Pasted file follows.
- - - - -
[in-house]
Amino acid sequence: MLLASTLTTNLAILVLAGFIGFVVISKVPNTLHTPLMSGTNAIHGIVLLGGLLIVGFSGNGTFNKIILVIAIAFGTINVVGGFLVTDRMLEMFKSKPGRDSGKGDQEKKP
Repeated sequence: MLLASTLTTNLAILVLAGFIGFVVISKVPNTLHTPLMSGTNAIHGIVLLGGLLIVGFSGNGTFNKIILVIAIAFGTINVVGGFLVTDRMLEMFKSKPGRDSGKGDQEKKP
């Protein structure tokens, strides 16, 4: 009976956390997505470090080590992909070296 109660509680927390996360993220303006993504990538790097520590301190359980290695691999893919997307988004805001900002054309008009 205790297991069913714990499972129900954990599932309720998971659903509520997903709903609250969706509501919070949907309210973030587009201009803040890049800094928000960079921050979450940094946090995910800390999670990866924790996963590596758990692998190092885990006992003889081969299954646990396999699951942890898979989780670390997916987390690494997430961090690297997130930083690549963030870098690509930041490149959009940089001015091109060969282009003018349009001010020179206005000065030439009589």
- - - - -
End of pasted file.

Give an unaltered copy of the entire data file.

[in-house]
Amino acid sequence: MLLASTLTTNLAILVLAGFIGFVVISKVPNTLHTPLMSGTNAIHGIVLLGGLLIVGFSGNGTFNKIILVIAIAFGTINVVGGFLVTDRMLEMFKSKPGRDSGKGDQEKKP
Repeated sequence: MLLASTLTTNLAILVLAGFIGFVVISKVPNTLHTPLMSGTNAIHGIVLLGGLLIVGFSGNGTFNKIILVIAIAFGTINVVGGFLVTDRMLEMFKSKPGRDSGKGDQEKKP
């Protein structure tokens, strides 16, 4: 009976956390997505470090080590992909070296 109660509680927390996360993220303006993504990538790097520590301190359980290695691999893919997307988004805001900002054309008009 205790297991069913714990499972129900954990599932309720998971659903509520997903709903609250969706509501919070949907309210973030587009201009803040890049800094928000960079921050979450940094946090995910800390999670990866924790996963590596758990692998190092885990006992003889081969299954646990396999699951942890898979989780670390997916987390690494997430961090690297997130930083690549963030870098690509930041490149959009940089001015091109060969282009003018349009001010020179206005000065030439009589």